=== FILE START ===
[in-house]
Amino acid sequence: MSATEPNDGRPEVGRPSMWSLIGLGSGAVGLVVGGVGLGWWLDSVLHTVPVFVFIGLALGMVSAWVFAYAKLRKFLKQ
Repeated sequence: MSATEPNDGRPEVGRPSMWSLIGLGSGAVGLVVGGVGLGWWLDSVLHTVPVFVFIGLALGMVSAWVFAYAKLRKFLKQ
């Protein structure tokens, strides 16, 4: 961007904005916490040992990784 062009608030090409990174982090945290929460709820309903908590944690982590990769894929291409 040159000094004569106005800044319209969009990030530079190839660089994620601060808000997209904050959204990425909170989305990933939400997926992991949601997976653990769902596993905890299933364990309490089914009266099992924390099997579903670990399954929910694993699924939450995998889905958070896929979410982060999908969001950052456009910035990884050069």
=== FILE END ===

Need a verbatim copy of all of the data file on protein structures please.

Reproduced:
[in-house]
Amino acid sequence: MSATEPNDGRPEVGRPSMWSLIGLGSGAVGLVVGGVGLGWWLDSVLHTVPVFVFIGLALGMVSAWVFAYAKLRKFLKQ
Repeated sequence: MSATEPNDGRPEVGRPSMWSLIGLGSGAVGLVVGGVGLGWWLDSVLHTVPVFVFIGLALGMVSAWVFAYAKLRKFLKQ
């Protein structure tokens, strides 16, 4: 961007904005916490040992990784 062009608030090409990174982090945290929460709820309903908590944690982590990769894929291409 040159000094004569106005800044319209969009990030530079190839660089994620601060808000997209904050959204990425909170989305990933939400997926992991949601997976653990769902596993905890299933364990309490089914009266099992924390099997579903670990399954929910694993699924939450995998889905958070896929979410982060999908969001950052456009910035990884050069």